Eco-Friendly Budget for the Horse Farm


budget

Whether you’re building a new horse farm, or renovating an existing one, one of the most important questions you must ask yourself is: “What is my budget?”

If your desire is to create an eco-friendly farm that is not only chore-efficient and safe and healthy for your horses, but also environmentally friendly, you’re probably wondering how best to use your available funds to achieve that goal. Having designed eco-friendly horse farms of various sizes and budgets throughout North America, I have developed what I consider to be three essential tips to help you with your budget.

1. De-prioritize the barn – For most of us, money is a limited resource. All too often I see people spend too much of their budget on a barn, leaving little to no money to do other things that are key to creating an eco-friendly horse farm. In my experience, the most important component of an eco-friendly farm is not a fancy barn, but a well-designed, properly surfaced dry lot (also commonly referred to as a paddock or sacrifice area). Start your budgeting here. Next, consider the costs for establishing or renovating pastures. Land clearing, seeding and fertilizing, and implementing a rotational grazing strategy, while not the most expensive considerations, are extremely important. Then and only then, move on to considering what type of barn or shelter(s) you can afford.

2. Carefully consider green improvements – Adding solar panels, rainwater harvesting systems, or “eco-friendly” building materials are great considerations, but they often have high upfront costs. If your budget allows for them, they offer wonderful solutions to help “green” your farm. However, far more important to the environment is that your pastures are not overgrazed and that you keep your horses and their manure out of any creeks, streams, or other waterways that run through or adjacent to your property (the one exception being man-made farm ponds that are not hydrologically connected to other waterways).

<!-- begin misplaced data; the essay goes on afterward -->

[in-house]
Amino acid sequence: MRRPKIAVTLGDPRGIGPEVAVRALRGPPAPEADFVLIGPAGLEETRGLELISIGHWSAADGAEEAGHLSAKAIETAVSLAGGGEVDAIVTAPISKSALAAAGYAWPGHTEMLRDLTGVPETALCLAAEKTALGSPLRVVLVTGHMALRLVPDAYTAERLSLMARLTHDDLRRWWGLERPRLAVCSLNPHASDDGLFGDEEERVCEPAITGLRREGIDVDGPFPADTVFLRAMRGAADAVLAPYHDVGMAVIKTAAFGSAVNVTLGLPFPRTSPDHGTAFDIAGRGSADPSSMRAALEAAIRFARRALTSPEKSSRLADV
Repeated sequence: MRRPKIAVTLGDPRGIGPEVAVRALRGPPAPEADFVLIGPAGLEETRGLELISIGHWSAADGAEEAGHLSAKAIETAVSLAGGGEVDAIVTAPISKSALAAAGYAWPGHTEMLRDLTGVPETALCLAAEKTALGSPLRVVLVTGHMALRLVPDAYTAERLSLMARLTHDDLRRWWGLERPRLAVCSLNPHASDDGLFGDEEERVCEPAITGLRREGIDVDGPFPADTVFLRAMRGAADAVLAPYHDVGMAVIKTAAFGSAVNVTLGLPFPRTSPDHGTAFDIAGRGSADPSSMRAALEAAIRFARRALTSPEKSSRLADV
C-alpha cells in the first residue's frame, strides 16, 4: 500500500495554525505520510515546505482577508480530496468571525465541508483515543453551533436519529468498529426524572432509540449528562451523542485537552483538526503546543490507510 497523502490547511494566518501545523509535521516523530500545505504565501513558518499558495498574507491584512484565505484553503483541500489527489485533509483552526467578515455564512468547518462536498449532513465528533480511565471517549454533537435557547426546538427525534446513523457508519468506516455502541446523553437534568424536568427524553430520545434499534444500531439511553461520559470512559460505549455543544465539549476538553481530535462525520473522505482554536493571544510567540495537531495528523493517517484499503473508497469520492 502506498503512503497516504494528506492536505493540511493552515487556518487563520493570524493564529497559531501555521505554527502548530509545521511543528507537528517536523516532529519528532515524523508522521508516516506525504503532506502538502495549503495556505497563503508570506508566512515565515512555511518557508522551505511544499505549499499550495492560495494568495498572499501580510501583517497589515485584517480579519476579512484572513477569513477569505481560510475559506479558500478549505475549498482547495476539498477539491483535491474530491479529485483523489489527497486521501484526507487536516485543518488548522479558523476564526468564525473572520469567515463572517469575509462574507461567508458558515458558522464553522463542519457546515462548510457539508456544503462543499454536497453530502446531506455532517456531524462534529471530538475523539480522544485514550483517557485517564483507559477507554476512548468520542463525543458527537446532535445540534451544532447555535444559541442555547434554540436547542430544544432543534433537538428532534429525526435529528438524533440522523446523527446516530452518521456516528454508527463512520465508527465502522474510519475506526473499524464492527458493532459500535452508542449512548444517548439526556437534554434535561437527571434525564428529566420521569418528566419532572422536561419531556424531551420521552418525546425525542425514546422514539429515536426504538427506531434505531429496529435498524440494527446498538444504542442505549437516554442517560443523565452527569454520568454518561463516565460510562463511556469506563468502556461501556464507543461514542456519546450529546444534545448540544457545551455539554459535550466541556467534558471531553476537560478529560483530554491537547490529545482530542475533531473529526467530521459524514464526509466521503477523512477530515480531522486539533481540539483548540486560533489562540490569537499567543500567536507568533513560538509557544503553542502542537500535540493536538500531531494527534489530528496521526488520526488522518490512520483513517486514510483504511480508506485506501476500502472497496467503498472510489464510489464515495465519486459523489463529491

3. When it comes to land renovation, Mother Nature knows best – I once met with one of the leading land conservationists in my home state of North Carolina at a newly purchased horse property. We were discussing a previously cleared area that was very steep, and how we might be able to prevent soil erosion there. I proposed a variety of fancy practices, including planting specially selected deep-rooted plants to anchor the soil. His alternative solution? Do nothing (other than fence the horses out of the area). He pointed to the forest’s edge, which was close by, and said that the trees there would be more than capable of seeding this area naturally over a reasonably short time. The take-home message: while we often think of fancy human engineered solutions, which all come at a price, sometimes Mother Nature knows best and we just need to step back and let her work. It certainly doesn’t hurt our budget either, considering she works for free!


 

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